What’s up with the Wi-Fi?

“Ugh, this Wi-Fi is so slow!”

“Why did I just get disconnected?”

These are a few of the phrases you may hear upon entering certain areas of Union College’s campus. In today’s society people are impatient and get easily irritated when they don’t receive fast results, especially from their Internet connection.

However, it must be understood that many factors affect Internet’s speed and there are also a number of things students can do in order to speed things up.

Union uses a wireless network made by HP and a couple hundred access points can be found throughout campus. The access points typically contain two radios that transmit channels for the wireless system and connect each access point to one of many wireless controllers. These controllers ensure that the system is being controlled correctly and that unauthorized devices aren’t connecting to the network.

If you’ve ever been unexpectedly kicked-off the Wi-Fi, it’s because another function of these controllers is to shuffle devices when the signal gets too low. This shuffling enables devices to sync up to closer access points and frees up the previous points for others to connect.  Some people have “sticky” devices which means the devices tend to remain stuck to an access point instead of switching to one that’s in closer range. This results in the sticky device running at a slower speed and it also slows down anyone else trying to use that access point.

When asked why they believed the Wi-Fi was slow, many students responded that “It’s because the Wi-Fi is shared between so many people.”

This is true; sharing a network between hundreds of students creates a huge strain on the network. The network’s bandwidth has been used up far more this year than in previous years. Because of the increase in usage, last Thursday the system’s space was bumped-up from a 200MG line to 300MG line in an effort to speed things up.

Internet speed also varies depending on the drivers in people’s devices. Most devices have outdated drivers which causes the Internet to run slow on that particular device.

The Information Systems (IS) department is constantly trying to improve the system by putting latest upgrades on the access points and installing new drivers to work better with people’s equipment. They are currently working on changing how the wireless system handles its power levels because there have been places where the Wi-Fi system appears to have low power, as opposed to others where the power seems to be just fine.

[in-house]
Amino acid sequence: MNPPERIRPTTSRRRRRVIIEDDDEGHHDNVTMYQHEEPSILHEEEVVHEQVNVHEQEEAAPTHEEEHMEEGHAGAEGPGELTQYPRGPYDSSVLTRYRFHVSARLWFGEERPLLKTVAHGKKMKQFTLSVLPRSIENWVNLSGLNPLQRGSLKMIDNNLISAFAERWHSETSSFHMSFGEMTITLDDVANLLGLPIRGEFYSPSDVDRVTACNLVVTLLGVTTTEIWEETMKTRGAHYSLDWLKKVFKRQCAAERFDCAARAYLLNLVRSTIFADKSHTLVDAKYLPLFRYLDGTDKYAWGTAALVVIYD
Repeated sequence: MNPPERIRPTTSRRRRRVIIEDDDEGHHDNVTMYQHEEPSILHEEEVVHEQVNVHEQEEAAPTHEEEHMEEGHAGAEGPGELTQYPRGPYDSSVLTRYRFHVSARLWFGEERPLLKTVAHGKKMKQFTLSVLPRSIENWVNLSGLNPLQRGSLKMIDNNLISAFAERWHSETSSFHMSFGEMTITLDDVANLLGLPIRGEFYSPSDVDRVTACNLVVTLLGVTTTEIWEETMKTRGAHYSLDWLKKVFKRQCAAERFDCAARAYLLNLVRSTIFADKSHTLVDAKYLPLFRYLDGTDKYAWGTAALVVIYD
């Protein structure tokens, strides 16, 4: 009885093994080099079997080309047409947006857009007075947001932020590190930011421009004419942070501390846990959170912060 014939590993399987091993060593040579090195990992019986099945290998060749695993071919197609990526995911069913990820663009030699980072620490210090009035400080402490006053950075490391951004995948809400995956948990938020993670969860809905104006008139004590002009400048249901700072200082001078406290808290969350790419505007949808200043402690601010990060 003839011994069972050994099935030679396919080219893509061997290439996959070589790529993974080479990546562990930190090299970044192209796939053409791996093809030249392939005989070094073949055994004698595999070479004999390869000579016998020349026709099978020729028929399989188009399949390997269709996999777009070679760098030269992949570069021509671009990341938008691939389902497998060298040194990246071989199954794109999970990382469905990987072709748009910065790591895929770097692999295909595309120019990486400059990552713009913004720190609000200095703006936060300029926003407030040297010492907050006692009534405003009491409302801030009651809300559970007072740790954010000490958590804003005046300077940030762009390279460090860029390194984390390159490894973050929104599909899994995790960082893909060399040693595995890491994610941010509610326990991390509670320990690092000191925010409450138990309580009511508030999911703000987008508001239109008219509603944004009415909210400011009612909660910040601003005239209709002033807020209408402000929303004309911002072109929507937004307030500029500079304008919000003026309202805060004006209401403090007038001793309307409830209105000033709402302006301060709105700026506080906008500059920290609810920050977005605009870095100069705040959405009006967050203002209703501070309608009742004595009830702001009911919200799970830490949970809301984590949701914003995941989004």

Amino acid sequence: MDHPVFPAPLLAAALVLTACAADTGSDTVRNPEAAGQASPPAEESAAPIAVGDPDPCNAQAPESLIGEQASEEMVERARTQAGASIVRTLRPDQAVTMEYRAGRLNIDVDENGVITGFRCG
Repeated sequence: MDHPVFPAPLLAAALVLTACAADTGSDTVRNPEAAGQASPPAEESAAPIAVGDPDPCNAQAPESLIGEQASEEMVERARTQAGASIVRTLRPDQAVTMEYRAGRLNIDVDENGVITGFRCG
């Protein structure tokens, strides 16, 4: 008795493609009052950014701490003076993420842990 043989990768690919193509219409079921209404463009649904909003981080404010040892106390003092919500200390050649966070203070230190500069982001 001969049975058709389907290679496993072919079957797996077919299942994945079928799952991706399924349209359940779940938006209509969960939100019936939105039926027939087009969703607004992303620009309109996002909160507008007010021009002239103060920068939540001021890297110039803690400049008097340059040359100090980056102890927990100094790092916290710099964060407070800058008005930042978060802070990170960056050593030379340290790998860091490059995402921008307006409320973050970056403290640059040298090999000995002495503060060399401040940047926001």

“The system is supposed to self-heal but it hasn’t been working well,” states Richard Henriques, Director of Information Systems. Since the healing system tends to run some access points too low, IS has decided to shut it off and manually go through and set all the access points. As you can imagine, this requires a significant amount of time.

As IS works to do their part and improve the Internet connection, here are some things students can do to help speed things up:

  1. Update your computer’s drivers. Outdated drivers tend to run much slower than those that are up-to-date.
  2. Take advantage of the wire-connections in dorm rooms; use wired Internet on your laptops instead of Wi-Fi. This not only speeds up your connection but also frees up the Wi-Fi for others to use. (Ethernet cables can be bought at the campus store for $5.)
  3. Limit your Netflix time. Streaming TV shows and movies take up much more space than reading a webpage. Keep in mind that your binge-watching could be hindering someone who is trying to write a research paper.
  4. Don’t hook up multiple devices to the Wi-Fi if you’re not using them. This just slows down the connection for everyone.
  5. Be conscious how you use your resources. Wi-Fi is a resource, and as Henriques puts it “playing Pandora in your room while you’re not there is like leaving the faucet running. You’re using up a resource that somebody else could use.”

Implementing some of these simply tips can help end the Wi-Fi frustration and benefit you and those around you.


Leilah is a freshman studying communication and graphic design.